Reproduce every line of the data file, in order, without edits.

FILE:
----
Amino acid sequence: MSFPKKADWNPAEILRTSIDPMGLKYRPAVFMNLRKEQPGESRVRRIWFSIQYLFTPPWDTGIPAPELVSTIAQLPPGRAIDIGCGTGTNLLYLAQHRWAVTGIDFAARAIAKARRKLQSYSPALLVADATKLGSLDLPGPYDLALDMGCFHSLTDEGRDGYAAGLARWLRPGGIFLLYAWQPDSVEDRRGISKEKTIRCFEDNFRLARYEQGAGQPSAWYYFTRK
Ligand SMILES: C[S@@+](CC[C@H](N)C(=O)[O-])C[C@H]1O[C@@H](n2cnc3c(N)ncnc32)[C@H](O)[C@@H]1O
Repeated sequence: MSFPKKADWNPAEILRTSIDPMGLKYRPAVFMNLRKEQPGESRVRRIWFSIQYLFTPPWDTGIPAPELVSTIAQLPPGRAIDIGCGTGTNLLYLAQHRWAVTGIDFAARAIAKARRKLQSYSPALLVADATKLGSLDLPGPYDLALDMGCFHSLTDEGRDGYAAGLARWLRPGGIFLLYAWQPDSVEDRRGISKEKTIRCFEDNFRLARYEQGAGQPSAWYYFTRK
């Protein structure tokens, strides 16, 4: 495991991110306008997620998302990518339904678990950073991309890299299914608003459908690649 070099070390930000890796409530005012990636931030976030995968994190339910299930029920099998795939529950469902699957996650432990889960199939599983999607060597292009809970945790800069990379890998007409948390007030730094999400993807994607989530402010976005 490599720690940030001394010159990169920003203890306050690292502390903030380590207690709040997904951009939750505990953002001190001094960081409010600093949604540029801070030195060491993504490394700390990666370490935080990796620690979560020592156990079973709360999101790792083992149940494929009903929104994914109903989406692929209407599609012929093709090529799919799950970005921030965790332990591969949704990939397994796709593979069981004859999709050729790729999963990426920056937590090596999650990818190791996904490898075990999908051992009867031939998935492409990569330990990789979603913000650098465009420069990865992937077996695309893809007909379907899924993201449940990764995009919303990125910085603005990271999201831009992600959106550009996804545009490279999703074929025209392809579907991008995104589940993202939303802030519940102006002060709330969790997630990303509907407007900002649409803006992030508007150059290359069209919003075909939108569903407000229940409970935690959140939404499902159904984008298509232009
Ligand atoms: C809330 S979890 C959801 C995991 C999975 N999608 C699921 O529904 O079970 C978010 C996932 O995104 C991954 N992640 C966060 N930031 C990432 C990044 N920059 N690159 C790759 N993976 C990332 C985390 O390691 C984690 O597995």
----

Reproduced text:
Amino acid sequence: MSFPKKADWNPAEILRTSIDPMGLKYRPAVFMNLRKEQPGESRVRRIWFSIQYLFTPPWDTGIPAPELVSTIAQLPPGRAIDIGCGTGTNLLYLAQHRWAVTGIDFAARAIAKARRKLQSYSPALLVADATKLGSLDLPGPYDLALDMGCFHSLTDEGRDGYAAGLARWLRPGGIFLLYAWQPDSVEDRRGISKEKTIRCFEDNFRLARYEQGAGQPSAWYYFTRK
Ligand SMILES: C[S@@+](CC[C@H](N)C(=O)[O-])C[C@H]1O[C@@H](n2cnc3c(N)ncnc32)[C@H](O)[C@@H]1O
Repeated sequence: MSFPKKADWNPAEILRTSIDPMGLKYRPAVFMNLRKEQPGESRVRRIWFSIQYLFTPPWDTGIPAPELVSTIAQLPPGRAIDIGCGTGTNLLYLAQHRWAVTGIDFAARAIAKARRKLQSYSPALLVADATKLGSLDLPGPYDLALDMGCFHSLTDEGRDGYAAGLARWLRPGGIFLLYAWQPDSVEDRRGISKEKTIRCFEDNFRLARYEQGAGQPSAWYYFTRK
């Protein structure tokens, strides 16, 4: 495991991110306008997620998302990518339904678990950073991309890299299914608003459908690649 070099070390930000890796409530005012990636931030976030995968994190339910299930029920099998795939529950469902699957996650432990889960199939599983999607060597292009809970945790800069990379890998007409948390007030730094999400993807994607989530402010976005 490599720690940030001394010159990169920003203890306050690292502390903030380590207690709040997904951009939750505990953002001190001094960081409010600093949604540029801070030195060491993504490394700390990666370490935080990796620690979560020592156990079973709360999101790792083992149940494929009903929104994914109903989406692929209407599609012929093709090529799919799950970005921030965790332990591969949704990939397994796709593979069981004859999709050729790729999963990426920056937590090596999650990818190791996904490898075990999908051992009867031939998935492409990569330990990789979603913000650098465009420069990865992937077996695309893809007909379907899924993201449940990764995009919303990125910085603005990271999201831009992600959106550009996804545009490279999703074929025209392809579907991008995104589940993202939303802030519940102006002060709330969790997630990303509907407007900002649409803006992030508007150059290359069209919003075909939108569903407000229940409970935690959140939404499902159904984008298509232009
Ligand atoms: C809330 S979890 C959801 C995991 C999975 N999608 C699921 O529904 O079970 C978010 C996932 O995104 C991954 N992640 C966060 N930031 C990432 C990044 N920059 N690159 C790759 N993976 C990332 C985390 O390691 C984690 O597995």